Part 2: The Ultimate Roadtripping Guide to Southern Utah and Northern Arizona
Here we are… Part 2 of one of my favorite trips of all time.
After exploring The Grand Cayon all day we had to get a move on. Our next destination was Page, Arizona and wow what a treat! I had added Page to our list of destinations because I had fallen in love with Antelope Canyon via Instagram but knew there was more to that area of the West. It seemed as though every travel Instagram influencer had taken photos at Antelope Canyon so of course, I had to take a look.
Lone Rock Campground
Before I dive into Antelope Canyon I want to talk about Lone Rock Campground.
WOW! This place is incredible. I had only seen pictures of Lone Rock online and they definitely don’t do it justice.
Lone Rock Campground is a primitive campground on Lake Powell in Page, AZ on the shores of Wahweap Bay. “Primitive camping, also commonly referred to as backcountry camping, forgoes reservation campsites in favor of more remote areas without amenities such as bathrooms, running water or first aid supplies.”1 Just because reservations are not needed to enter this area every vehicle does have to pay $14 a night plus a $30 entrance fee and unlike normal primitive camping this campground does have bathrooms and a cold shower. The reason why I love this campground so much is it’s a beach accessible by vehicle, but be careful where you drive if your vehicle is not 4-wheel drive.
We rented paddleboards from a nearby store and just relaxed on the beach and played in the sand all day. It was a great change of pace to miles and miles of hiking. That day was the day I fell in love with Lake Powell. You have the ability to boat or paddleboard into some of the most mindblowing canyons you’ll ever see. It is truly unworldly.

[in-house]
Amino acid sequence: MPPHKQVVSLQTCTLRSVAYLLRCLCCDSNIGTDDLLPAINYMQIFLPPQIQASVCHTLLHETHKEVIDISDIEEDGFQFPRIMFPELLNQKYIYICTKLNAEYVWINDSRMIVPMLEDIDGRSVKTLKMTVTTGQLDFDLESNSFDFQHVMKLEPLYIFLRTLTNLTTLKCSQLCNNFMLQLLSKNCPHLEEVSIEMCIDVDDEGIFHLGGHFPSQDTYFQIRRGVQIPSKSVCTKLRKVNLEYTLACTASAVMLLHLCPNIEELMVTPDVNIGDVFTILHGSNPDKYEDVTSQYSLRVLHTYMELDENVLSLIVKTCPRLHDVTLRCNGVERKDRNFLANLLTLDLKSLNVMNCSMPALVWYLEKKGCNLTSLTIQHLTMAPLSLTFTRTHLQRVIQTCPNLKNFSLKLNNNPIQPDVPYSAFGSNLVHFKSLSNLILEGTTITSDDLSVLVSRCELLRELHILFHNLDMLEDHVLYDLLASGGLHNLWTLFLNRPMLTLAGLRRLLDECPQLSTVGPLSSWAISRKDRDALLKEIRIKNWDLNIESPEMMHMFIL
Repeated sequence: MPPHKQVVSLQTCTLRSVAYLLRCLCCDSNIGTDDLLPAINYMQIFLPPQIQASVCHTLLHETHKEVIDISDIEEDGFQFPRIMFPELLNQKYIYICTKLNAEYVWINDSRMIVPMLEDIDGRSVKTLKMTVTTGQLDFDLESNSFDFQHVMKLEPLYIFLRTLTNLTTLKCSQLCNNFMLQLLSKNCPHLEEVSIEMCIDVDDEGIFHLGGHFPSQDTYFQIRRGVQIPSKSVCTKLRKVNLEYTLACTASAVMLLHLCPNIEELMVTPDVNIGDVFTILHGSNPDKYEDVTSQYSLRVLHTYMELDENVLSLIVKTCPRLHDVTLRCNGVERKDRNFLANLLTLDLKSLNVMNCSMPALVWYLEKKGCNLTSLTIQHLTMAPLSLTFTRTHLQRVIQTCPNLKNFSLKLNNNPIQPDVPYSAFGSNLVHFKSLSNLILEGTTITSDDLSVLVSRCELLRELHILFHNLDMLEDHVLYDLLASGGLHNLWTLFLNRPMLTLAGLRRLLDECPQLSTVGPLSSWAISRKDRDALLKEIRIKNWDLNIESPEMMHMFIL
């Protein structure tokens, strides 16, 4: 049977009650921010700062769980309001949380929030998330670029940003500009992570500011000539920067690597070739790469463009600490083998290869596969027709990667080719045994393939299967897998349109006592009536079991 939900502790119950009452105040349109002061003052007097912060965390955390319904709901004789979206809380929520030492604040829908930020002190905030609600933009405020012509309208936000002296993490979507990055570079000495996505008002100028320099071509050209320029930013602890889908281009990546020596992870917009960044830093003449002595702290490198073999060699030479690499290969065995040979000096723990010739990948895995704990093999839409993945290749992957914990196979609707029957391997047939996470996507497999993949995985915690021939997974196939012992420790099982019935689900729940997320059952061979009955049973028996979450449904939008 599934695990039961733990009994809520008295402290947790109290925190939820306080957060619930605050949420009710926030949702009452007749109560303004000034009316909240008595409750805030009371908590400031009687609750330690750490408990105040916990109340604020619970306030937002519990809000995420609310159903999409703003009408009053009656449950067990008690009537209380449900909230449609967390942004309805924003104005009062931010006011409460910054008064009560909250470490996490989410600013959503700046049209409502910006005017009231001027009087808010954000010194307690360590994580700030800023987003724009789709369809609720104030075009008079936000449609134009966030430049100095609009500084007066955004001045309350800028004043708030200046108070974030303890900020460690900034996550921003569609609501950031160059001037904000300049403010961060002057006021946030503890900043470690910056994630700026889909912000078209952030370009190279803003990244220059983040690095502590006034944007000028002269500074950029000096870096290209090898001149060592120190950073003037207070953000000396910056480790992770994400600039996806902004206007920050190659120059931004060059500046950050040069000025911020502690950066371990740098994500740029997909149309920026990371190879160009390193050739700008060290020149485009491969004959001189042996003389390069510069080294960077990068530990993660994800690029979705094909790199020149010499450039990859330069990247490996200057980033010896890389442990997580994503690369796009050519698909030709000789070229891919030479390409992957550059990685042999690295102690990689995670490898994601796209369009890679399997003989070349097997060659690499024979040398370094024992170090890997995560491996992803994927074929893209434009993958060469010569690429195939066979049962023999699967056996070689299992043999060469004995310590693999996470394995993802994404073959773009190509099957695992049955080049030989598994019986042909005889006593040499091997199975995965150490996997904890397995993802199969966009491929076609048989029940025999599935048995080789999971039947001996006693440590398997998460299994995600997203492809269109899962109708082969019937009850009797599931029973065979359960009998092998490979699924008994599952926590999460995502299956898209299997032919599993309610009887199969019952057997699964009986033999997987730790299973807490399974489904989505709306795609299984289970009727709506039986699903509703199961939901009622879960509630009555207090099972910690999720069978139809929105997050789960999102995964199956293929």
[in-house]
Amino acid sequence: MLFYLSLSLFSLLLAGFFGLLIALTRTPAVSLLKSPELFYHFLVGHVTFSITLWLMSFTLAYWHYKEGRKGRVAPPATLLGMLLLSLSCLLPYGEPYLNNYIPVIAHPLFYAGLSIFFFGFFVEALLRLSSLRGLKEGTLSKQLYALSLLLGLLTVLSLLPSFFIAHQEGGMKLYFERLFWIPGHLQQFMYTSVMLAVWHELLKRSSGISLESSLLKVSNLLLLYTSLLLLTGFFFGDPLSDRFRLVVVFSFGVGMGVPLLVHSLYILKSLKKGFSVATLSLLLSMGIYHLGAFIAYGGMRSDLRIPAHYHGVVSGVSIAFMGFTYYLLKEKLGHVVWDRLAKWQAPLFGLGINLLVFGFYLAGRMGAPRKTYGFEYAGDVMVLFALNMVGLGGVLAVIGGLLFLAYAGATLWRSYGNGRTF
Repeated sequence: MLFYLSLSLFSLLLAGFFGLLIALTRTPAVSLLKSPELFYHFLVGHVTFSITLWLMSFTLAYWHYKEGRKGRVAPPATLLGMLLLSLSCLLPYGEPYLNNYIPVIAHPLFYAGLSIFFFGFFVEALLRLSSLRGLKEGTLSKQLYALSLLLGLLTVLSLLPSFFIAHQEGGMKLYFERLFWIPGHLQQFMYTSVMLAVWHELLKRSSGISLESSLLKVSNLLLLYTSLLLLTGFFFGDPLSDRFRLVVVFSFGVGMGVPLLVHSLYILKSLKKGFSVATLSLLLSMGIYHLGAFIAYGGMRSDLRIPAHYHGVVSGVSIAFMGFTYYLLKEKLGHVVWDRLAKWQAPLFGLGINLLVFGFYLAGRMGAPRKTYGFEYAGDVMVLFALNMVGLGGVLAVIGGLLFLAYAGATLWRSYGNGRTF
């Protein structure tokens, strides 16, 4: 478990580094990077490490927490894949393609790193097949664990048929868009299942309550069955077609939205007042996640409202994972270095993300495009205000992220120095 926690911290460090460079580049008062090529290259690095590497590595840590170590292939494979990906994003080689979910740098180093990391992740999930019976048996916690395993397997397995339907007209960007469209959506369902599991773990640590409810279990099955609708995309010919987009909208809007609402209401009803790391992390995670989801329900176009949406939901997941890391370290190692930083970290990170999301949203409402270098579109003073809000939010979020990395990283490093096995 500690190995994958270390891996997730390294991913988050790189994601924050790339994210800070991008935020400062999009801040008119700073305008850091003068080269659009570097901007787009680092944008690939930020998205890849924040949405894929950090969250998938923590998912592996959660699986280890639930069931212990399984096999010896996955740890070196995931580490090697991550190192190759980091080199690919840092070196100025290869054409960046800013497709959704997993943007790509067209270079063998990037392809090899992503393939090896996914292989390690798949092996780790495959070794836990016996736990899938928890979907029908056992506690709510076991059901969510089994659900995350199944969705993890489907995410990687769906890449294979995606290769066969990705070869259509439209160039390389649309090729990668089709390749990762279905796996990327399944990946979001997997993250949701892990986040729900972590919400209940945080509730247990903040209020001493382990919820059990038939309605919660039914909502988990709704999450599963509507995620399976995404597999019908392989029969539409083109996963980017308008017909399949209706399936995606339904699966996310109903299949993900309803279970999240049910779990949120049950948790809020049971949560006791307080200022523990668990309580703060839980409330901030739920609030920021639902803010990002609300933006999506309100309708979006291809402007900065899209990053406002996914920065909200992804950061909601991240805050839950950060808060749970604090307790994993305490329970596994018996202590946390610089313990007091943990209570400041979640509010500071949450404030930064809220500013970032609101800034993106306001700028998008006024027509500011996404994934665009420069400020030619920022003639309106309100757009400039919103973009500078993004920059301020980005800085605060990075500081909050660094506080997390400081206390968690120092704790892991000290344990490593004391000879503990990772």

The next day we had scheduled a tour with Antelope Canyon Navajo Tours to explore the Upper Antelope Canyon and I believe it was around $30 to take this tour. Yes, this canyon was absolutely beautiful, but the popularity of it and the fact that you HAVE to take a tour made me less interested and sadly, that’s the situation with a lot of these tours.
They pack you into the back of these trucks where they drive you out to the canyons and pack you into these canyons. You barely have any time to take any photos because you are constantly being told to hurry up by the tour guides. Next time I visit Page, I plan to rent a boat and paddleboard so I am able to view similar canyons without having to take a tour.
The legendary Horseshoe Bend. We’ve all seen the pictures. Horseshoe Bend happens to be a 10-minute drive from Page so of course, we had to stop by! Once again, the popularity of this attraction really dampered the experience for me. It’s no longer a short hike off the highway available to any passerby because it now it has been completely commercialized.
A hike that is commercialized… what a concept…
It’s now $10 to park which is a bummer because at that point I felt like everyone was charging us for everything! The hike to the legendary view is about 1.5 miles and it’s pretty flat which is nice. I would suggest visiting during the early morning or late afternoon for those great golden colors, cooler weather, and, hopefully, less of a crowd.
Well, that about wraps it up for me! Thank you for reading my two-part series on one of my favorite trips I have taken so far to Monument Valley, The Grand Canyon, Lone Rock Campground, Antelope Canyon, and Horseshoe Bend.